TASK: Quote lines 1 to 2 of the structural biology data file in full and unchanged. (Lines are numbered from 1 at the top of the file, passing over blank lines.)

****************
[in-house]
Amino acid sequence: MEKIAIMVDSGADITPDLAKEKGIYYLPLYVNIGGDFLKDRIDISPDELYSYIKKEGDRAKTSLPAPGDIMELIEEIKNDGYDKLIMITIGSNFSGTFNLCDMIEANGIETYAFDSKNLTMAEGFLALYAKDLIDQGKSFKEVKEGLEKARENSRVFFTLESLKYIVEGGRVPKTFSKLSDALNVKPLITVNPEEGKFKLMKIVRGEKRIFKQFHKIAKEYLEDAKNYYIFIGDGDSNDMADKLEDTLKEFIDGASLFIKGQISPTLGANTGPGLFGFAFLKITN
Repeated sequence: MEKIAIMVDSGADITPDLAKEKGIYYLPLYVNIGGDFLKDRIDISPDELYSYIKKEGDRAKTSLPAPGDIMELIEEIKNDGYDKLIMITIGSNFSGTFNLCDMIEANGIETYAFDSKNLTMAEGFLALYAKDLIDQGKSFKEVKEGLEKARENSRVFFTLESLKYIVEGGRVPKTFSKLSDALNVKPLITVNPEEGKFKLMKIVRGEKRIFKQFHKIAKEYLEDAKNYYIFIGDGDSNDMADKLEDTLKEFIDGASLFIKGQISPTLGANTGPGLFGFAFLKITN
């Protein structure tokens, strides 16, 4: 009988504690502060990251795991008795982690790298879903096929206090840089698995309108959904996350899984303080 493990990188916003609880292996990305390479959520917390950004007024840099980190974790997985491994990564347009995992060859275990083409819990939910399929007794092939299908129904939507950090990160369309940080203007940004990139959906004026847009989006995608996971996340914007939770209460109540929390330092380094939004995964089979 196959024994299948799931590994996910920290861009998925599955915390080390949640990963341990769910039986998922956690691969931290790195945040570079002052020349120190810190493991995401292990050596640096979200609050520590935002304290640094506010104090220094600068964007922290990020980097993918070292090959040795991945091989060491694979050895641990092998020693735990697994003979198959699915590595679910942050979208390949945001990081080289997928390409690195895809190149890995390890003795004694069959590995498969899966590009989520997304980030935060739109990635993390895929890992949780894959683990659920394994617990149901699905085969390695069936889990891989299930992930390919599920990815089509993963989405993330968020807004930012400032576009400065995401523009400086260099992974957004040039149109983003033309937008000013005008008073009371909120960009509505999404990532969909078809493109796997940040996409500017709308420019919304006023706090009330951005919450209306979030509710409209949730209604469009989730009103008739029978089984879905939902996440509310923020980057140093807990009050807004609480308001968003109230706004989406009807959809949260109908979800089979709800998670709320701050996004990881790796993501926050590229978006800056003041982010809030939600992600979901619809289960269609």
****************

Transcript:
[in-house]
Amino acid sequence: MEKIAIMVDSGADITPDLAKEKGIYYLPLYVNIGGDFLKDRIDISPDELYSYIKKEGDRAKTSLPAPGDIMELIEEIKNDGYDKLIMITIGSNFSGTFNLCDMIEANGIETYAFDSKNLTMAEGFLALYAKDLIDQGKSFKEVKEGLEKARENSRVFFTLESLKYIVEGGRVPKTFSKLSDALNVKPLITVNPEEGKFKLMKIVRGEKRIFKQFHKIAKEYLEDAKNYYIFIGDGDSNDMADKLEDTLKEFIDGASLFIKGQISPTLGANTGPGLFGFAFLKITN